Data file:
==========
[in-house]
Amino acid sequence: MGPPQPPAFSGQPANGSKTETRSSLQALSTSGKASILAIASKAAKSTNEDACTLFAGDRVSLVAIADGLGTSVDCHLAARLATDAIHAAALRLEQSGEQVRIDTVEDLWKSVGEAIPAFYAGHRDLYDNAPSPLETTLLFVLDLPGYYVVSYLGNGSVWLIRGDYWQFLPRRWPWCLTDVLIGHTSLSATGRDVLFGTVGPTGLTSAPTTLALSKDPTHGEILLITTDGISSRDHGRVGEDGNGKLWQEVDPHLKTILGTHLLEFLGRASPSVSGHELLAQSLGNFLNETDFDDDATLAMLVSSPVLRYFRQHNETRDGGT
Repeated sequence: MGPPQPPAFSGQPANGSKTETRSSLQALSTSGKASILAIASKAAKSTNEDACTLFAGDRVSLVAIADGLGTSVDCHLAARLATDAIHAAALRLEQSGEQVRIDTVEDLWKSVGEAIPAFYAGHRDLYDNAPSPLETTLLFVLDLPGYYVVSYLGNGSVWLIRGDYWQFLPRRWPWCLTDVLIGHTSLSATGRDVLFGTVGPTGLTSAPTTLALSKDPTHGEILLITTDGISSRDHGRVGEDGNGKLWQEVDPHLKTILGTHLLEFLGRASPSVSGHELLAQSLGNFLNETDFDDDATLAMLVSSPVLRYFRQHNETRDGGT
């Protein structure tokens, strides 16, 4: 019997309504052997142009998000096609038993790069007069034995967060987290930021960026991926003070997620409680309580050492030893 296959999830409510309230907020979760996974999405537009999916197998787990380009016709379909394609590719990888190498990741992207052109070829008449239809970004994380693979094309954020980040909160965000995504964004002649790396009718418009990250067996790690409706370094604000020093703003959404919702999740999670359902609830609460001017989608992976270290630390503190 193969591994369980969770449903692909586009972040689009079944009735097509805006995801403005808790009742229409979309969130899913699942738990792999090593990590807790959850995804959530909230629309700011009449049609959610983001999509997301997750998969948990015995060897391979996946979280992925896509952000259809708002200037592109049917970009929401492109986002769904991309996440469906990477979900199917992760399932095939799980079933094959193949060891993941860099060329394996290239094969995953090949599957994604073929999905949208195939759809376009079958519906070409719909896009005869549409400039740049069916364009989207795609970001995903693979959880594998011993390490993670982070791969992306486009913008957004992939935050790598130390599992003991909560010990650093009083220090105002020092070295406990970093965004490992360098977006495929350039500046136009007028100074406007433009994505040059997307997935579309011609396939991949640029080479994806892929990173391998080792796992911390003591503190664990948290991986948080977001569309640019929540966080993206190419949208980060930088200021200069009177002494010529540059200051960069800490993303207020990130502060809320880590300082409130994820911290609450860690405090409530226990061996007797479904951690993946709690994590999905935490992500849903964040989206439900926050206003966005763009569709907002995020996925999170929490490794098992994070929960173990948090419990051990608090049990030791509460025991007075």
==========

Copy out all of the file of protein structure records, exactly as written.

[in-house]
Amino acid sequence: MGPPQPPAFSGQPANGSKTETRSSLQALSTSGKASILAIASKAAKSTNEDACTLFAGDRVSLVAIADGLGTSVDCHLAARLATDAIHAAALRLEQSGEQVRIDTVEDLWKSVGEAIPAFYAGHRDLYDNAPSPLETTLLFVLDLPGYYVVSYLGNGSVWLIRGDYWQFLPRRWPWCLTDVLIGHTSLSATGRDVLFGTVGPTGLTSAPTTLALSKDPTHGEILLITTDGISSRDHGRVGEDGNGKLWQEVDPHLKTILGTHLLEFLGRASPSVSGHELLAQSLGNFLNETDFDDDATLAMLVSSPVLRYFRQHNETRDGGT
Repeated sequence: MGPPQPPAFSGQPANGSKTETRSSLQALSTSGKASILAIASKAAKSTNEDACTLFAGDRVSLVAIADGLGTSVDCHLAARLATDAIHAAALRLEQSGEQVRIDTVEDLWKSVGEAIPAFYAGHRDLYDNAPSPLETTLLFVLDLPGYYVVSYLGNGSVWLIRGDYWQFLPRRWPWCLTDVLIGHTSLSATGRDVLFGTVGPTGLTSAPTTLALSKDPTHGEILLITTDGISSRDHGRVGEDGNGKLWQEVDPHLKTILGTHLLEFLGRASPSVSGHELLAQSLGNFLNETDFDDDATLAMLVSSPVLRYFRQHNETRDGGT
């Protein structure tokens, strides 16, 4: 019997309504052997142009998000096609038993790069007069034995967060987290930021960026991926003070997620409680309580050492030893 296959999830409510309230907020979760996974999405537009999916197998787990380009016709379909394609590719990888190498990741992207052109070829008449239809970004994380693979094309954020980040909160965000995504964004002649790396009718418009990250067996790690409706370094604000020093703003959404919702999740999670359902609830609460001017989608992976270290630390503190 193969591994369980969770449903692909586009972040689009079944009735097509805006995801403005808790009742229409979309969130899913699942738990792999090593990590807790959850995804959530909230629309700011009449049609959610983001999509997301997750998969948990015995060897391979996946979280992925896509952000259809708002200037592109049917970009929401492109986002769904991309996440469906990477979900199917992760399932095939799980079933094959193949060891993941860099060329394996290239094969995953090949599957994604073929999905949208195939759809376009079958519906070409719909896009005869549409400039740049069916364009989207795609970001995903693979959880594998011993390490993670982070791969992306486009913008957004992939935050790598130390599992003991909560010990650093009083220090105002020092070295406990970093965004490992360098977006495929350039500046136009007028100074406007433009994505040059997307997935579309011609396939991949640029080479994806892929990173391998080792796992911390003591503190664990948290991986948080977001569309640019929540966080993206190419949208980060930088200021200069009177002494010529540059200051960069800490993303207020990130502060809320880590300082409130994820911290609450860690405090409530226990061996007797479904951690993946709690994590999905935490992500849903964040989206439900926050206003966005763009569709907002995020996925999170929490490794098992994070929960173990948090419990051990608090049990030791509460025991007075």